Modbus and DNP are both byte-oriented protocols. Modbus is an application layer protocol, while DNP contains Application and Data Link Layers, with a pseudo-transport layer.
Both protocols are widely used over a variety of physical layers, including RS-232, RS- 422, RS-485, and TCP/IP. Modbus has a separate specification for use over TCP/IP (Modbus-TCP). With DNP, the protocol is simply encapsulated within TCP/IP.
Modbus was developed in the process-control industry by Modicon in 1979. It was originally designed as a simple way to transfer data between controls and sensors via RS- 232 interfaces. Modbus now supports other communication media, including TCP/IP.
Modbus is now an open standard, administered by the Modbus-IDA (www.modbusida.com).
The Distributed Networking Protocol (DNP) was originally developed by Westronic, Inc. (now GE Harris) in 1990. The “DNP 3.0 Basic 4” protocol specification document set was released into the public domain in 1993, and ownership of the protocol was given to the newly formed DNP Users Group in October 1993. DNP was specifically developed for use in Electrical Utility SCADA Applications. It is now the dominant protocol in electrical utility SCADA systems, and is gaining popularity in other industries, including Oil & Gas, Water, and Waste Water.
Modbus devices typically permit access to the inputs and outputs on a Programmable Logic Controller. The Modbus protocol standard does not specify how the 16-bit register values are sent. They may be sent high-byte first or low-byte first, signed or unsigned. Successive registers may even be combined to create floating point numbers.
Many Modbus device manufacturers add custom extensions to their devices to extend the functionality beyond that provided by standard Modbus. This and the common use of outputs as inputs sometimes makes it quite difficult to make even simple Modbus devices inter-operate.
Since the data types are not strictly defined, knowledge of how the device sends data is required in order to interpret the value that is sent. For example, in order to be assured of reading all devices, a Master station must be configurable to read either high byte first or low byte first data. This adds an additional step of complexity to the Master station setup.
Modbus point numbers are often broken up into special ranges (e.g., Holding Registers have addresses 40001 to 49999). Because Modbus supports the concept of reading back the value of an output, most Modbus devices only implement “output” type data. With this implementation, all inputs are read and addressed as if they were outputs.
The DNP specification defines a large number of data types. Within each type multiple variations may be supported. These variations may describe whether the data are sent as 16-bit or 32-bit integral values; 32-bit or 64-bit floating point values; with or without timestamps; and with our without quality indicators (flags).
A comparison of Modbus and DNP3 data types is shown in Table 1.
Reading Data (Inputs)
Modbus reads values from ranges of inputs (and/or outputs) by issuing a single request to read each range or type. All data are treated as “present value”. Standard Modbus does not have a concept of events (transitory indications) or time. Any data that is not collected by reading it is lost when new field data updates it.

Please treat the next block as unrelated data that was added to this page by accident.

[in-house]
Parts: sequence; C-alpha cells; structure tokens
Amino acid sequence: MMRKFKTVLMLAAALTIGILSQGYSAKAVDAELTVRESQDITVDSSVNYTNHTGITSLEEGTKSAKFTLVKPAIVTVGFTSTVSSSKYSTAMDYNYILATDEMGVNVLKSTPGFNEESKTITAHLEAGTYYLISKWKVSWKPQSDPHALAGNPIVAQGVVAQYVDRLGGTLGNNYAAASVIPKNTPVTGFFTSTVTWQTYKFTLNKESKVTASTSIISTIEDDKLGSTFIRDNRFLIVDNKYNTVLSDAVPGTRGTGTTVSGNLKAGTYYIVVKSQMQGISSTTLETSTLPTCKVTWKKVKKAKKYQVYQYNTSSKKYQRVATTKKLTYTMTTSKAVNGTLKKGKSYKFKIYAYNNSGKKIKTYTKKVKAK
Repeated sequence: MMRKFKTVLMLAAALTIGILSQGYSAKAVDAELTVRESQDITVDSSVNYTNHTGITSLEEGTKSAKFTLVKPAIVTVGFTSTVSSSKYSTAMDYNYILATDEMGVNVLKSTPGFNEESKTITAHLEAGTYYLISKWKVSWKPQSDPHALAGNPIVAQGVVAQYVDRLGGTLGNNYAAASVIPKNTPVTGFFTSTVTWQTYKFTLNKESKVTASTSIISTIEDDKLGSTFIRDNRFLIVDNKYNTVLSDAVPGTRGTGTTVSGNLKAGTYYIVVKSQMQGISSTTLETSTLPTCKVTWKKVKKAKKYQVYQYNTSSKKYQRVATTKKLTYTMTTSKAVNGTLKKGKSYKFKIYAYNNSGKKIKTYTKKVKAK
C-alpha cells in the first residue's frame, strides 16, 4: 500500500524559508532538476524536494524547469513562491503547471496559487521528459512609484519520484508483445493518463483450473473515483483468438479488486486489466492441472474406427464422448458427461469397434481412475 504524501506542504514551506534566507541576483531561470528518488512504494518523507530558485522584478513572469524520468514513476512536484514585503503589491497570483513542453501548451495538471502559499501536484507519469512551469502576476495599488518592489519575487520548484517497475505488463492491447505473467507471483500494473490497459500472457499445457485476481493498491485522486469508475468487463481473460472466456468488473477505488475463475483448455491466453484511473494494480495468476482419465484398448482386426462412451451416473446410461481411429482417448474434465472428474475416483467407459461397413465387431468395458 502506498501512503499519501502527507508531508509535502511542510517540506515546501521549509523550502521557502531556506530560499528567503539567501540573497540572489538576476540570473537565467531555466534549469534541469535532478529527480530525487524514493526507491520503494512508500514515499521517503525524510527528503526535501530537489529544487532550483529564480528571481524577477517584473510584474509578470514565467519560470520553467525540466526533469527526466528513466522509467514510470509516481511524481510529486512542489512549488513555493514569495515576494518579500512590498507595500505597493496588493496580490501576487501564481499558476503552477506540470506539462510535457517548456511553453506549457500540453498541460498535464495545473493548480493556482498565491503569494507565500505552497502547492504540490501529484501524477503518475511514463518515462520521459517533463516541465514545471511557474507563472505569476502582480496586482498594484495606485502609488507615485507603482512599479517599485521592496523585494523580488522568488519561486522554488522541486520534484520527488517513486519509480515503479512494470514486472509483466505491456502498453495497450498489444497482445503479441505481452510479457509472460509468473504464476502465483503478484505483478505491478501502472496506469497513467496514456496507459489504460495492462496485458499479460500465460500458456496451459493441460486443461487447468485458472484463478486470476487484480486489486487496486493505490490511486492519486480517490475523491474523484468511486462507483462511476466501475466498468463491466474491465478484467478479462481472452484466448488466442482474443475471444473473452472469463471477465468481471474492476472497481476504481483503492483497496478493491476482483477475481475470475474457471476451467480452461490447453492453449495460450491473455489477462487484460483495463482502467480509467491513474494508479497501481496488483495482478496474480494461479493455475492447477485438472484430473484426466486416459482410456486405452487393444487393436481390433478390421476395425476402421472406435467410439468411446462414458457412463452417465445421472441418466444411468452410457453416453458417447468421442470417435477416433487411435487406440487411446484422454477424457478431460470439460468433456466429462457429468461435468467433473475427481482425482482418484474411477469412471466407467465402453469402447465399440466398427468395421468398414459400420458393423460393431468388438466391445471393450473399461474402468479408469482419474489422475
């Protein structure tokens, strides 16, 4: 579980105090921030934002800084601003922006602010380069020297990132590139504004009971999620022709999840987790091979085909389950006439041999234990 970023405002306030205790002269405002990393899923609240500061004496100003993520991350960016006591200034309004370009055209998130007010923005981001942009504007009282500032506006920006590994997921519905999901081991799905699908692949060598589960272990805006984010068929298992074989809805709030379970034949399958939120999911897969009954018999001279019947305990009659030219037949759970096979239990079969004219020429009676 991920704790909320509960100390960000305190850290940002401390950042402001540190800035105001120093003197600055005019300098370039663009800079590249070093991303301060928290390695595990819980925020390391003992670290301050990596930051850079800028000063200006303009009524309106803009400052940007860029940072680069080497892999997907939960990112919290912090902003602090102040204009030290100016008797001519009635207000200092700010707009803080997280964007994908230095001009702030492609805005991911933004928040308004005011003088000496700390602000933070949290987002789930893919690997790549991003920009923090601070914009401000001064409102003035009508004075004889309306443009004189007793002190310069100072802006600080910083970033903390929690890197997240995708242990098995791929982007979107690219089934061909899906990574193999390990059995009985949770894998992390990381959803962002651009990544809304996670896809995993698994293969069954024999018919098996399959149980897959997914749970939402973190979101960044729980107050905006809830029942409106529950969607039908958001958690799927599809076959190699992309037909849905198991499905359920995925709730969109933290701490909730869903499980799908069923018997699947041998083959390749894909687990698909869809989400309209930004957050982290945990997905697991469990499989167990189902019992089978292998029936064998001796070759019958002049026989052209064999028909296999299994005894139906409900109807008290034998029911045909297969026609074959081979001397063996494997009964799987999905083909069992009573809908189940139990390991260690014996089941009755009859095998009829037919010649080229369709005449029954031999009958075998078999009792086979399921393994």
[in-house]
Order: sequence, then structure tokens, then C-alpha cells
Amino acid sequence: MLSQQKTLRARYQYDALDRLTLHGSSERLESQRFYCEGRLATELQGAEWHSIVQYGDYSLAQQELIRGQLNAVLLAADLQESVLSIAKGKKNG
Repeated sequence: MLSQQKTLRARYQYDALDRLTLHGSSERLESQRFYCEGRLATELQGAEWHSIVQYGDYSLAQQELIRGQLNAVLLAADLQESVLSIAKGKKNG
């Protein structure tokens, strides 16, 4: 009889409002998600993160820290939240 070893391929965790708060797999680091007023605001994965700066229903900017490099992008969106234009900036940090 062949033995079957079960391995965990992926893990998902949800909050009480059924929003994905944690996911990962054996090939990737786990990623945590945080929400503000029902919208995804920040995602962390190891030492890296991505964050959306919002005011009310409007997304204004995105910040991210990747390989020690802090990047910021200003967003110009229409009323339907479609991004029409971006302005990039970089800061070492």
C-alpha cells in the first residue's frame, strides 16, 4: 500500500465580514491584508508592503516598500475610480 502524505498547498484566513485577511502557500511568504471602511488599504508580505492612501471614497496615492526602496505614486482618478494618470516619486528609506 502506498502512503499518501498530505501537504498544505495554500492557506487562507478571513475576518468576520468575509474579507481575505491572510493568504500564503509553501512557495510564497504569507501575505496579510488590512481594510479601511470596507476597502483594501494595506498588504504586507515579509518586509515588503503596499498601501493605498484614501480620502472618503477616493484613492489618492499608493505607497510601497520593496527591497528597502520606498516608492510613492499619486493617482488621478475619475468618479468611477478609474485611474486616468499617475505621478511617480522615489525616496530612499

The DNP3 specification supports multiple methods of reading inputs individually or as a group. For example, multiple types of data can be encapsulated in a single message to improve efficiency. Time stamps and data quality information can also be included.
DNP3 also supports change events. By polling for change events, the Master station can reduce overall traffic on the line, as only values that have changed are reported. This is commonly called Report by Exception (RBE).
To further improve efficiency, DNP3 also supports unsolicited reporting. With unsolicited reporting, Slave devices can send updates as values change, without having to wait for a poll from the Master.
The Master station can easily process change event data (polled or unsolicited) because the report includes the data type and variation, point number, value, and (optionally) time stamp and quality indicators. Time-tagged change events can be used to easily create a sequence of events log.
Control Operations (Outputs)
Modbus supports control operations via its read/write data types (Coils and Holding Registers).
DNP3 supports control operations via output object groups (CROB and Analog Output Blocks). DNP3 output objects are also read/write; reading the output object returns the output stats (i.e., the last command that was written). The actual value of the control point can be monitored via a Binary or Analog input.
DNP3 also supports high-security two-step control operations. With these operations, a “Select” request is sent first. Once it is confirmed by the Slave device, the actual “Operate” request is sent. The select/operate sequence insures the integrity of the control command.
DNP3 also supports a variety functions commonly used on control applications, such as pulsed and paired outputs. The quality flags reported by DNP3 give important output quality status information, including whether the point is offline, if it is being controlled locally (e.g., local override), etc
Table 2 provides a brief summary of Modbus and DNP3.
The primary advantage of Modbus is its simplicity for small devices and the very large range of devices that have some sort of Modbus interface. It is widely used in process control and SCADA systems.
DNP3 is specifically designed for use in SCADA applications. It is highly standardized, with relatively high compatibility and inter-operability between devices from different manufacturers.
Both DNP3 and Modbus have independent Technical committees that are working to ensure interoperability and create standards for new functionality.
Article Source: trianglemicroworks